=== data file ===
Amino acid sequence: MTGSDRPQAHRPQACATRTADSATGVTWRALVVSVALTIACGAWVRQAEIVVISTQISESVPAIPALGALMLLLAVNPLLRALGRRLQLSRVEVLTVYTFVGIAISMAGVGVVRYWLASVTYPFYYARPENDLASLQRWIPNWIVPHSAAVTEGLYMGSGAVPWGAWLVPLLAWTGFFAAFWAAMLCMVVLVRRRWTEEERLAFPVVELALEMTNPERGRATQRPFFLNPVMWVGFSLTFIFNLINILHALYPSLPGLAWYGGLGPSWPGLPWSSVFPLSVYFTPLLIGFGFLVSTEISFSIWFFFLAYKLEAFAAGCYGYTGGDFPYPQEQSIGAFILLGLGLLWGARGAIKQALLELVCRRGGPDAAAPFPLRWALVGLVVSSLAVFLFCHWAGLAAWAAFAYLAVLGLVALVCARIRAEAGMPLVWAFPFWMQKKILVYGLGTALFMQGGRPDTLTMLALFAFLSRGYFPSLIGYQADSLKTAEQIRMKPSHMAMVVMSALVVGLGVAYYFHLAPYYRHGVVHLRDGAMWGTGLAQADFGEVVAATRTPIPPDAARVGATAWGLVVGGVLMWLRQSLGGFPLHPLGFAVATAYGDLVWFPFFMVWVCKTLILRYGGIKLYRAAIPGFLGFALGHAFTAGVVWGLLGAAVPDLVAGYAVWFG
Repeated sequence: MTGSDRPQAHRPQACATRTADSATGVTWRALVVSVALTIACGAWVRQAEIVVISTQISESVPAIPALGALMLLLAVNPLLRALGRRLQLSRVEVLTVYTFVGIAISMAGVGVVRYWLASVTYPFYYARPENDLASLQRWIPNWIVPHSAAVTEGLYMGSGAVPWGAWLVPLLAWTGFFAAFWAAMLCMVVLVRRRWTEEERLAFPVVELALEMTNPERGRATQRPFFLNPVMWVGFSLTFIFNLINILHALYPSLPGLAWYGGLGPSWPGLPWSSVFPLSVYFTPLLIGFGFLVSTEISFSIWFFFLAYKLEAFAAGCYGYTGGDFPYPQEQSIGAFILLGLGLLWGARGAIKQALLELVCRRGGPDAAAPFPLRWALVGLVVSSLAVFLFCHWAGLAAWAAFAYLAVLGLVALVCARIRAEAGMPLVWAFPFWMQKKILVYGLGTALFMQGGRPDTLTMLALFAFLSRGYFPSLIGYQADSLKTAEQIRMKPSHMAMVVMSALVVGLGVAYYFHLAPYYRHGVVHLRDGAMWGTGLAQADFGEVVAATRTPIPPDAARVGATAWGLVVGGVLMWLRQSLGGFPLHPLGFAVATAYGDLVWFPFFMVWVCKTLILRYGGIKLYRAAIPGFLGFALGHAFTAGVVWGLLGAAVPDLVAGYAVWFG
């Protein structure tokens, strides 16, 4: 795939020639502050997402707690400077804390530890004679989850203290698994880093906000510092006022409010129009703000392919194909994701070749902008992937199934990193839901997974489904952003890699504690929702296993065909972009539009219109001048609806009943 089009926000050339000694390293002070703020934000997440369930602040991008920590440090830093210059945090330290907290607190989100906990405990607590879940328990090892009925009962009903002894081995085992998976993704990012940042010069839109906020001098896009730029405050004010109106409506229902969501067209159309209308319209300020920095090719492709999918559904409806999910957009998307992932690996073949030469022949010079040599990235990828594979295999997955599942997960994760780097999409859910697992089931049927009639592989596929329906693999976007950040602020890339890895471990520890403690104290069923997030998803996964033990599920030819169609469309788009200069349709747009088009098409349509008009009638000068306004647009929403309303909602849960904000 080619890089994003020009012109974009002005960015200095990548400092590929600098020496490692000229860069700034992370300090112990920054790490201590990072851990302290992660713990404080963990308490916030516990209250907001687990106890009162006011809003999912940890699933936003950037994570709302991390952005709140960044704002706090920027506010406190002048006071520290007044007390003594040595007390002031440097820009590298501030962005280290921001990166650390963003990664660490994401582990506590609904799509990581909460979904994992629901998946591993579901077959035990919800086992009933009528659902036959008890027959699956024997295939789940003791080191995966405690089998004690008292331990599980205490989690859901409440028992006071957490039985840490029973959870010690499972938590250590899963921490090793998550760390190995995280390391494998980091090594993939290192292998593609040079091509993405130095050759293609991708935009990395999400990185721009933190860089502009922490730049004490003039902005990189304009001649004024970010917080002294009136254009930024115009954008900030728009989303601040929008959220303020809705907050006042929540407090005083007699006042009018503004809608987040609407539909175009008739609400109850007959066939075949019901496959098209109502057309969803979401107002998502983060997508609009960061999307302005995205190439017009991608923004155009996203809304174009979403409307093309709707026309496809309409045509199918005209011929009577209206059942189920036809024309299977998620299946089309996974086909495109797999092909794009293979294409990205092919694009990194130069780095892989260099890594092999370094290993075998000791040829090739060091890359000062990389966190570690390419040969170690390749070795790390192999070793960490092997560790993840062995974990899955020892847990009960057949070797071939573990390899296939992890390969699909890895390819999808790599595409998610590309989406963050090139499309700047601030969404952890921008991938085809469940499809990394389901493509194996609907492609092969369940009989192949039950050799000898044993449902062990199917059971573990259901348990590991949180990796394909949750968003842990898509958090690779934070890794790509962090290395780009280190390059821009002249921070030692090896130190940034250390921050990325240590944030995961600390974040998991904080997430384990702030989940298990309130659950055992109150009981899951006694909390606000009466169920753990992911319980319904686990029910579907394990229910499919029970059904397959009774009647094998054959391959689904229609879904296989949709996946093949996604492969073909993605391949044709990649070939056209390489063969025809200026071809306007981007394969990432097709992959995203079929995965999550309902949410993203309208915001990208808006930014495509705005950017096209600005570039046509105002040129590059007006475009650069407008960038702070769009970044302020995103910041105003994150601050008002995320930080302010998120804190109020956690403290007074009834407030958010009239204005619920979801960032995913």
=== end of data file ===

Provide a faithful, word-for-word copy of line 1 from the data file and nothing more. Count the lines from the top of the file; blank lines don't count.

Amino acid sequence: MTGSDRPQAHRPQACATRTADSATGVTWRALVVSVALTIACGAWVRQAEIVVISTQISESVPAIPALGALMLLLAVNPLLRALGRRLQLSRVEVLTVYTFVGIAISMAGVGVVRYWLASVTYPFYYARPENDLASLQRWIPNWIVPHSAAVTEGLYMGSGAVPWGAWLVPLLAWTGFFAAFWAAMLCMVVLVRRRWTEEERLAFPVVELALEMTNPERGRATQRPFFLNPVMWVGFSLTFIFNLINILHALYPSLPGLAWYGGLGPSWPGLPWSSVFPLSVYFTPLLIGFGFLVSTEISFSIWFFFLAYKLEAFAAGCYGYTGGDFPYPQEQSIGAFILLGLGLLWGARGAIKQALLELVCRRGGPDAAAPFPLRWALVGLVVSSLAVFLFCHWAGLAAWAAFAYLAVLGLVALVCARIRAEAGMPLVWAFPFWMQKKILVYGLGTALFMQGGRPDTLTMLALFAFLSRGYFPSLIGYQADSLKTAEQIRMKPSHMAMVVMSALVVGLGVAYYFHLAPYYRHGVVHLRDGAMWGTGLAQADFGEVVAATRTPIPPDAARVGATAWGLVVGGVLMWLRQSLGGFPLHPLGFAVATAYGDLVWFPFFMVWVCKTLILRYGGIKLYRAAIPGFLGFALGHAFTAGVVWGLLGAAVPDLVAGYAVWFG